His purposes seemed to be accomplished when the fisherman begins to barter, selling away his “son” for a few crescents.

But what the Tarkaan meant for evil, Aslan meant for good. The Tarkaan’s evil intentions only gave the impetus for Shasta to begin his flight.

A stepmother sees her step-daughter and hates her. Desiring to have away with her, she purposed in her heart to marry the girl off.

Her purposes seem to be accomplished when the engagement goes through and the girl leaves her home.

But what the stepmother meant for evil, Aslan meant for good. The stepmother’s evil intentions only made a way for Aravis and Shasta to meet, and to become traveling companions.

Dozens of characters, each with their own purposes. The pleasure-seeking Lasaraleen. The lust-driven Rabadash. The conquest-happy Tisroc. The favor-currying Vizier. Even Shasta and Aravis have their own selfish motivations.

Evil actors seem to drive the story to its deadly end.

But all the evil actors, however much evil they meant, had no power against the purposes of the main Actor.

Each actor is a free agent, acting according to the intents of his own heart–and it seems that every actor’s intents are evil. Even the “good” choices were often made with poor intentions: pride, self-preservation, shame. Every bad choice is fully the actor’s responsibility. He clearly chose, of the evil in his own heart, to act as he did.

Yet every evil perpetuated out of the evil in man’s heart was turned into good by the sovereign hand of Aslan.

Conversely, any good that any actor did was not out of the good in his own heart (as though he had good in his heart out of which to act), but was generally the result of the direct hand of Aslan–the Lion at their heels, driving them wherever He willed, compelling them to ride faster than they thought themselves capable of riding.

As such, no actor deserves glory for his good actions; each actor only deserves punishment for his evil.

Yet Aslan, in His mercy, withheld just punishment from many who did evil–and justly received glory for every good deed.

“But as for you, you meant evil against me; but God meant it for good, in order to bring it about as it is this day, to save many people alive.”
~Genesis 50:20

Chronicles of Narnia Reading Challenge
This post is yet another collection of notes from my reading of The Horse and His Boy for Carrie’s Chronicles of Narnia Reading Challenge.

Appointed Times and Places

*Spoiler alert: If you haven’t read A Horse and His Boy, this post will give away quite a bit.*

While Shasta dreams of Northern lands, a Tarkahn rides up from the South on a Narnian stallion.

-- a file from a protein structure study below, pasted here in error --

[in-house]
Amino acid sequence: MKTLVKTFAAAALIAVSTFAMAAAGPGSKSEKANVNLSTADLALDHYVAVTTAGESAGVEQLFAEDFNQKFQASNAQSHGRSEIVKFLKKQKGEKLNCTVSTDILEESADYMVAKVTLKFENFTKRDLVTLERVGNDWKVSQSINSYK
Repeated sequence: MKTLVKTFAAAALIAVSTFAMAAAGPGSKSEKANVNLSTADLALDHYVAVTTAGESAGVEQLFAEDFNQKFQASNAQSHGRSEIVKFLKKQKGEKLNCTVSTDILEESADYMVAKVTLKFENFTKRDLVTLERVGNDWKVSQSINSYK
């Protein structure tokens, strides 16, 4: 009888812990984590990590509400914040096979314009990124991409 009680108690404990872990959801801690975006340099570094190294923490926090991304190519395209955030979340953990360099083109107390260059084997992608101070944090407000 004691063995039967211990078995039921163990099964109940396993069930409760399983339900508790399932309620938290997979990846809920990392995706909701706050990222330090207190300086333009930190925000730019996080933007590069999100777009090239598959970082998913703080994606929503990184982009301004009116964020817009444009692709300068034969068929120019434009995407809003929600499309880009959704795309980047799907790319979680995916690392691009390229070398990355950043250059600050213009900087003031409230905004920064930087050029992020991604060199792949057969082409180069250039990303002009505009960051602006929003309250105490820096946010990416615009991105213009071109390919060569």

While Bree (the horse) talks of being a free horse among his own people, a roar out of the darkness leads him to cross paths with one of his own people–another captive horse dreaming of freedom.

When Shasta’s only wish is to avoid notice, he is taken to be the missing Prince of Archenland–and overhears the Narnian nobles’ plans to sail out of Calormen unnoticed.

When Aravis is only trying to sneak quietly out of a planned marriage to an obsequious toad, she finds herself sandwiched behind a couch, hearing the councils of the Tisroc, the Prince, and said Toad.

Time and time again, the characters of The Horse and His Boy find themselves in just the right place at just the right time.

Not that they always thought the times and places were right.

Shasta didn’t think so when he served practically as a slave in the fisherman’s hut.

Bree didn’t think so when terror of a lion caused Hwin and him to travel the same path.

Aravis didn’t think so when she came within an inch of discovery.

These were frightening experiences, exhausting experiencing–things they wish they’d never have had to go through.

But an unseen breath propelled Shasta’s boat across the sea to Arsheesh’s hut. An unseen hand guided the meetings of Shasta and the Narnian nobles, of Aravis and the Tarkheenah. An unseen hand hid them behind the couch as they overheard the Tisroc’s council.

All throughout their groping journey, it seemed as though Someone had gone on before, marking out their appointed times and the boundaries of their lands.

Someone was giving life to their bodies, purpose to their movements, reason for their being.

“From one man he made all the nations, that they should inhabit the whole earth; and he marked out their appointed times in history and the boundaries of their lands. God did this so that they would seek him and perhaps reach out for him and find him, though he is not far from any one of us; for in Him we live and move and have our being, as also some of your own poets have said, ‘For we are also His offspring.'”
~Acts 17:26-28

Chronicles of Narnia Reading Challenge
This post is yet another collection of notes from my reading of The Horse and His Boy for Carrie’s Chronicles of Narnia Reading Challenge.